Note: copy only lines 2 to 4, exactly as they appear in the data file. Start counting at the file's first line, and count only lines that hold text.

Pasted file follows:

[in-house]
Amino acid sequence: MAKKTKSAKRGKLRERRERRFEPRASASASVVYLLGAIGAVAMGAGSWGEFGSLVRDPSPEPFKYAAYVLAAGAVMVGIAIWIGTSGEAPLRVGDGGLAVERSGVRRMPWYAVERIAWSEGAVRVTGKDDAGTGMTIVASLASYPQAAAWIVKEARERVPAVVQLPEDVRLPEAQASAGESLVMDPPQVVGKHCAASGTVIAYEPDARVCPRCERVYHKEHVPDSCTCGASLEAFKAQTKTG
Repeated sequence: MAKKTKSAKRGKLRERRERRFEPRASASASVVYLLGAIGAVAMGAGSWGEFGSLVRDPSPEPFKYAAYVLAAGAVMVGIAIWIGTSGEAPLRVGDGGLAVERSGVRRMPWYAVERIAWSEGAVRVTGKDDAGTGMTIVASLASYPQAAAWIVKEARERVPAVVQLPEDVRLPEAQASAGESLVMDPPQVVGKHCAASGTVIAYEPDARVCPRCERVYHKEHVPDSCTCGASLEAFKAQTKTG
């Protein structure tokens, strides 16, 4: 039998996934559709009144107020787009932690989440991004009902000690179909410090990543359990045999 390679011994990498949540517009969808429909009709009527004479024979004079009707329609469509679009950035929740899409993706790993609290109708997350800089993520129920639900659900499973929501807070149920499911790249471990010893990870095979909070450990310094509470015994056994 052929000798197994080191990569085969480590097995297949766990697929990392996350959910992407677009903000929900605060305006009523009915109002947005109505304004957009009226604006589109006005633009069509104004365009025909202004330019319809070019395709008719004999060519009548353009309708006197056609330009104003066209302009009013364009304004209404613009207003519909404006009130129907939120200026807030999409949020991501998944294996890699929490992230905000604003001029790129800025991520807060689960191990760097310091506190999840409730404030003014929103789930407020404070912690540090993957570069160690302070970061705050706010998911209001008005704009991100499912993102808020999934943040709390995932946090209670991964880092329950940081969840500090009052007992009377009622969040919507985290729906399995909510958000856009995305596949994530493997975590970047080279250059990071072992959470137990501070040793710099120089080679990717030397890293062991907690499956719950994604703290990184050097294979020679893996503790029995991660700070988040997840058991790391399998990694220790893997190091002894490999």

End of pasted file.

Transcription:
Amino acid sequence: MAKKTKSAKRGKLRERRERRFEPRASASASVVYLLGAIGAVAMGAGSWGEFGSLVRDPSPEPFKYAAYVLAAGAVMVGIAIWIGTSGEAPLRVGDGGLAVERSGVRRMPWYAVERIAWSEGAVRVTGKDDAGTGMTIVASLASYPQAAAWIVKEARERVPAVVQLPEDVRLPEAQASAGESLVMDPPQVVGKHCAASGTVIAYEPDARVCPRCERVYHKEHVPDSCTCGASLEAFKAQTKTG
Repeated sequence: MAKKTKSAKRGKLRERRERRFEPRASASASVVYLLGAIGAVAMGAGSWGEFGSLVRDPSPEPFKYAAYVLAAGAVMVGIAIWIGTSGEAPLRVGDGGLAVERSGVRRMPWYAVERIAWSEGAVRVTGKDDAGTGMTIVASLASYPQAAAWIVKEARERVPAVVQLPEDVRLPEAQASAGESLVMDPPQVVGKHCAASGTVIAYEPDARVCPRCERVYHKEHVPDSCTCGASLEAFKAQTKTG
């Protein structure tokens, strides 16, 4: 039998996934559709009144107020787009932690989440991004009902000690179909410090990543359990045999 390679011994990498949540517009969808429909009709009527004479024979004079009707329609469509679009950035929740899409993706790993609290109708997350800089993520129920639900659900499973929501807070149920499911790249471990010893990870095979909070450990310094509470015994056994 052929000798197994080191990569085969480590097995297949766990697929990392996350959910992407677009903000929900605060305006009523009915109002947005109505304004957009009226604006589109006005633009069509104004365009025909202004330019319809070019395709008719004999060519009548353009309708006197056609330009104003066209302009009013364009304004209404613009207003519909404006009130129907939120200026807030999409949020991501998944294996890699929490992230905000604003001029790129800025991520807060689960191990760097310091506190999840409730404030003014929103789930407020404070912690540090993957570069160690302070970061705050706010998911209001008005704009991100499912993102808020999934943040709390995932946090209670991964880092329950940081969840500090009052007992009377009622969040919507985290729906399995909510958000856009995305596949994530493997975590970047080279250059990071072992959470137990501070040793710099120089080679990717030397890293062991907690499956719950994604703290990184050097294979020679893996503790029995991660700070988040997840058991790391399998990694220790893997190091002894490999």